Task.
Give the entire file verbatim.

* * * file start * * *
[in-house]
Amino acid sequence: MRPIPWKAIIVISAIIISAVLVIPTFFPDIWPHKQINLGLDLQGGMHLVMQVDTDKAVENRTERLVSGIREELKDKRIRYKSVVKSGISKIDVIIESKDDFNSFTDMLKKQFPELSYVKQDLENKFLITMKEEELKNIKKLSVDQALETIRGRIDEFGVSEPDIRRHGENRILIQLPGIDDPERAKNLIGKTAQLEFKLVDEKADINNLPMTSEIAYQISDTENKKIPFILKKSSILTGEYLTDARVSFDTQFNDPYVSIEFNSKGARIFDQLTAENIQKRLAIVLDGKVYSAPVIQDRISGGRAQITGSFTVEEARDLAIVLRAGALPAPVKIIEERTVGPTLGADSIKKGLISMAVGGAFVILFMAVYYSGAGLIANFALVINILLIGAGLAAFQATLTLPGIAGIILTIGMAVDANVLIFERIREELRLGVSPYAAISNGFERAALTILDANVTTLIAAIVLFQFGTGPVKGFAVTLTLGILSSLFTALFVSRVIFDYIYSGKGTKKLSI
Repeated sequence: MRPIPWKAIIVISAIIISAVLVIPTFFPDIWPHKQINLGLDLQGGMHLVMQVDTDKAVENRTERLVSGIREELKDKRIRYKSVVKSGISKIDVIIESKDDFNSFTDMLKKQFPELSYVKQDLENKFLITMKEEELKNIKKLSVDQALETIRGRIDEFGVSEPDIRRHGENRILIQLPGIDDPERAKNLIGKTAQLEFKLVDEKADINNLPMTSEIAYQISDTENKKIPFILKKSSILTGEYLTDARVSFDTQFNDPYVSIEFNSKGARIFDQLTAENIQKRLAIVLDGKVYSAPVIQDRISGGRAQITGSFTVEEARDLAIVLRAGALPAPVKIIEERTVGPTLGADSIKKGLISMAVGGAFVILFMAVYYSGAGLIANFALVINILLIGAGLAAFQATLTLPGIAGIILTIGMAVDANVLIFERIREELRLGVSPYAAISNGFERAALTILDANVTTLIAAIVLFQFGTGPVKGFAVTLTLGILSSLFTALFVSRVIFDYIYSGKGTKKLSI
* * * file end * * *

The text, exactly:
[in-house]
Amino acid sequence: MRPIPWKAIIVISAIIISAVLVIPTFFPDIWPHKQINLGLDLQGGMHLVMQVDTDKAVENRTERLVSGIREELKDKRIRYKSVVKSGISKIDVIIESKDDFNSFTDMLKKQFPELSYVKQDLENKFLITMKEEELKNIKKLSVDQALETIRGRIDEFGVSEPDIRRHGENRILIQLPGIDDPERAKNLIGKTAQLEFKLVDEKADINNLPMTSEIAYQISDTENKKIPFILKKSSILTGEYLTDARVSFDTQFNDPYVSIEFNSKGARIFDQLTAENIQKRLAIVLDGKVYSAPVIQDRISGGRAQITGSFTVEEARDLAIVLRAGALPAPVKIIEERTVGPTLGADSIKKGLISMAVGGAFVILFMAVYYSGAGLIANFALVINILLIGAGLAAFQATLTLPGIAGIILTIGMAVDANVLIFERIREELRLGVSPYAAISNGFERAALTILDANVTTLIAAIVLFQFGTGPVKGFAVTLTLGILSSLFTALFVSRVIFDYIYSGKGTKKLSI
Repeated sequence: MRPIPWKAIIVISAIIISAVLVIPTFFPDIWPHKQINLGLDLQGGMHLVMQVDTDKAVENRTERLVSGIREELKDKRIRYKSVVKSGISKIDVIIESKDDFNSFTDMLKKQFPELSYVKQDLENKFLITMKEEELKNIKKLSVDQALETIRGRIDEFGVSEPDIRRHGENRILIQLPGIDDPERAKNLIGKTAQLEFKLVDEKADINNLPMTSEIAYQISDTENKKIPFILKKSSILTGEYLTDARVSFDTQFNDPYVSIEFNSKGARIFDQLTAENIQKRLAIVLDGKVYSAPVIQDRISGGRAQITGSFTVEEARDLAIVLRAGALPAPVKIIEERTVGPTLGADSIKKGLISMAVGGAFVILFMAVYYSGAGLIANFALVINILLIGAGLAAFQATLTLPGIAGIILTIGMAVDANVLIFERIREELRLGVSPYAAISNGFERAALTILDANVTTLIAAIVLFQFGTGPVKGFAVTLTLGILSSLFTALFVSRVIFDYIYSGKGTKKLSI